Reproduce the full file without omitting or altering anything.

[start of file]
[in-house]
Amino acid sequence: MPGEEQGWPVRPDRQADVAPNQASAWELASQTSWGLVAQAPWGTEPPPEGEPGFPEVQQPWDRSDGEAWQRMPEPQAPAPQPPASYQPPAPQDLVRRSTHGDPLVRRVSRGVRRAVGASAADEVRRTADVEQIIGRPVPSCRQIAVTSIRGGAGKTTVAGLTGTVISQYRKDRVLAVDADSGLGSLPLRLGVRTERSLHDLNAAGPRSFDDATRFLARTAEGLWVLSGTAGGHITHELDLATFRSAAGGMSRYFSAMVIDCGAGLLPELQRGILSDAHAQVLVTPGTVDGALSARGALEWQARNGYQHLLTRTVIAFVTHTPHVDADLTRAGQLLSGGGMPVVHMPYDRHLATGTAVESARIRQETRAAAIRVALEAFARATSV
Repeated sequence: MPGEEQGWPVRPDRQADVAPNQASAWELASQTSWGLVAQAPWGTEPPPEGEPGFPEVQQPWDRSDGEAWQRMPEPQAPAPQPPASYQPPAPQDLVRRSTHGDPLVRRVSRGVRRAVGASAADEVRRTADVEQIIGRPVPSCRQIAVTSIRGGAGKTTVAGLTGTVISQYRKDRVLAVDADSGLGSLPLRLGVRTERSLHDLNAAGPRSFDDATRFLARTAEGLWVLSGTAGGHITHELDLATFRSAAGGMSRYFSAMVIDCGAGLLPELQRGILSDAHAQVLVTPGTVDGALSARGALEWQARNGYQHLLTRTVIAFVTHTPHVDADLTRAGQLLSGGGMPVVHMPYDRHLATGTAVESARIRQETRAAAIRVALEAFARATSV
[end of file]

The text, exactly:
[in-house]
Amino acid sequence: MPGEEQGWPVRPDRQADVAPNQASAWELASQTSWGLVAQAPWGTEPPPEGEPGFPEVQQPWDRSDGEAWQRMPEPQAPAPQPPASYQPPAPQDLVRRSTHGDPLVRRVSRGVRRAVGASAADEVRRTADVEQIIGRPVPSCRQIAVTSIRGGAGKTTVAGLTGTVISQYRKDRVLAVDADSGLGSLPLRLGVRTERSLHDLNAAGPRSFDDATRFLARTAEGLWVLSGTAGGHITHELDLATFRSAAGGMSRYFSAMVIDCGAGLLPELQRGILSDAHAQVLVTPGTVDGALSARGALEWQARNGYQHLLTRTVIAFVTHTPHVDADLTRAGQLLSGGGMPVVHMPYDRHLATGTAVESARIRQETRAAAIRVALEAFARATSV
Repeated sequence: MPGEEQGWPVRPDRQADVAPNQASAWELASQTSWGLVAQAPWGTEPPPEGEPGFPEVQQPWDRSDGEAWQRMPEPQAPAPQPPASYQPPAPQDLVRRSTHGDPLVRRVSRGVRRAVGASAADEVRRTADVEQIIGRPVPSCRQIAVTSIRGGAGKTTVAGLTGTVISQYRKDRVLAVDADSGLGSLPLRLGVRTERSLHDLNAAGPRSFDDATRFLARTAEGLWVLSGTAGGHITHELDLATFRSAAGGMSRYFSAMVIDCGAGLLPELQRGILSDAHAQVLVTPGTVDGALSARGALEWQARNGYQHLLTRTVIAFVTHTPHVDADLTRAGQLLSGGGMPVVHMPYDRHLATGTAVESARIRQETRAAAIRVALEAFARATSV